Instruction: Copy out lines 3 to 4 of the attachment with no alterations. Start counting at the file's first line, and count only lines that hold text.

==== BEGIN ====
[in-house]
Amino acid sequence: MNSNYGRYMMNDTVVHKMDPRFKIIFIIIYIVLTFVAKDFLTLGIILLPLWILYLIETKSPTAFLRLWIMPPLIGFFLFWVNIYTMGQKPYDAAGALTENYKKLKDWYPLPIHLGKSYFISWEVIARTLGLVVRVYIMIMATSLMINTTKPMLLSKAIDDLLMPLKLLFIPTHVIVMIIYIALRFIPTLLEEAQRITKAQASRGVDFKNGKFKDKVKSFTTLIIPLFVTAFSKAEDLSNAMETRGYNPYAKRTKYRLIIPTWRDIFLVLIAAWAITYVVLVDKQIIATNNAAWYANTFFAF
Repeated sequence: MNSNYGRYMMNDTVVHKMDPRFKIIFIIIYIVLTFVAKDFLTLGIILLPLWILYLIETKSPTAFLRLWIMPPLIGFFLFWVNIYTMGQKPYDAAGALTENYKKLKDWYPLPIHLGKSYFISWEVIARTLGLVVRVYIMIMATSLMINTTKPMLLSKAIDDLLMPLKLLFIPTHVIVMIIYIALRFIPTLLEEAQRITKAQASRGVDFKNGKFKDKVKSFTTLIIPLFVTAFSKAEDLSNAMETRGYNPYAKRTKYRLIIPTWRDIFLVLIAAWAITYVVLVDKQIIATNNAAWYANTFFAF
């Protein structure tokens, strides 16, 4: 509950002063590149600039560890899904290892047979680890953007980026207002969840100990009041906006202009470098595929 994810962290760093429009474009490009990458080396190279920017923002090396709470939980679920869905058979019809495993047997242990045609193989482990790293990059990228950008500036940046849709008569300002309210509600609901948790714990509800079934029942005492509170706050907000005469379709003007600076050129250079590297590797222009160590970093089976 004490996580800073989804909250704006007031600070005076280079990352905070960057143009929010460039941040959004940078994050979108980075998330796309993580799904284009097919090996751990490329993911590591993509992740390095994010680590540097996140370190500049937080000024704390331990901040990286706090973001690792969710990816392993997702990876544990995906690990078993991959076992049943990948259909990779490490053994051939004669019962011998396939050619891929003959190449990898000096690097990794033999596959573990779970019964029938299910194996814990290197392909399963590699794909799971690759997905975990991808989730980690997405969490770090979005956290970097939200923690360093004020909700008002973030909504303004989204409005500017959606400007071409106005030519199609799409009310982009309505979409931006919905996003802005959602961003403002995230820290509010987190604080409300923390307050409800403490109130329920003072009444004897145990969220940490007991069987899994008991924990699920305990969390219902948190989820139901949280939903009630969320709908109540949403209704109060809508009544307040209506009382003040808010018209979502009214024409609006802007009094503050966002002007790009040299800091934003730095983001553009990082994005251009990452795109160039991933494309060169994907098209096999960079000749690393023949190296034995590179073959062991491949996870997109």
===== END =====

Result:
Repeated sequence: MNSNYGRYMMNDTVVHKMDPRFKIIFIIIYIVLTFVAKDFLTLGIILLPLWILYLIETKSPTAFLRLWIMPPLIGFFLFWVNIYTMGQKPYDAAGALTENYKKLKDWYPLPIHLGKSYFISWEVIARTLGLVVRVYIMIMATSLMINTTKPMLLSKAIDDLLMPLKLLFIPTHVIVMIIYIALRFIPTLLEEAQRITKAQASRGVDFKNGKFKDKVKSFTTLIIPLFVTAFSKAEDLSNAMETRGYNPYAKRTKYRLIIPTWRDIFLVLIAAWAITYVVLVDKQIIATNNAAWYANTFFAF
């Protein structure tokens, strides 16, 4: 509950002063590149600039560890899904290892047979680890953007980026207002969840100990009041906006202009470098595929 994810962290760093429009474009490009990458080396190279920017923002090396709470939980679920869905058979019809495993047997242990045609193989482990790293990059990228950008500036940046849709008569300002309210509600609901948790714990509800079934029942005492509170706050907000005469379709003007600076050129250079590297590797222009160590970093089976 004490996580800073989804909250704006007031600070005076280079990352905070960057143009929010460039941040959004940078994050979108980075998330796309993580799904284009097919090996751990490329993911590591993509992740390095994010680590540097996140370190500049937080000024704390331990901040990286706090973001690792969710990816392993997702990876544990995906690990078993991959076992049943990948259909990779490490053994051939004669019962011998396939050619891929003959190449990898000096690097990794033999596959573990779970019964029938299910194996814990290197392909399963590699794909799971690759997905975990991808989730980690997405969490770090979005956290970097939200923690360093004020909700008002973030909504303004989204409005500017959606400007071409106005030519199609799409009310982009309505979409931006919905996003802005959602961003403002995230820290509010987190604080409300923390307050409800403490109130329920003072009444004897145990969220940490007991069987899994008991924990699920305990969390219902948190989820139901949280939903009630969320709908109540949403209704109060809508009544307040209506009382003040808010018209979502009214024409609006802007009094503050966002002007790009040299800091934003730095983001553009990082994005251009990452795109160039991933494309060169994907098209096999960079000749690393023949190296034995590179073959062991491949996870997109």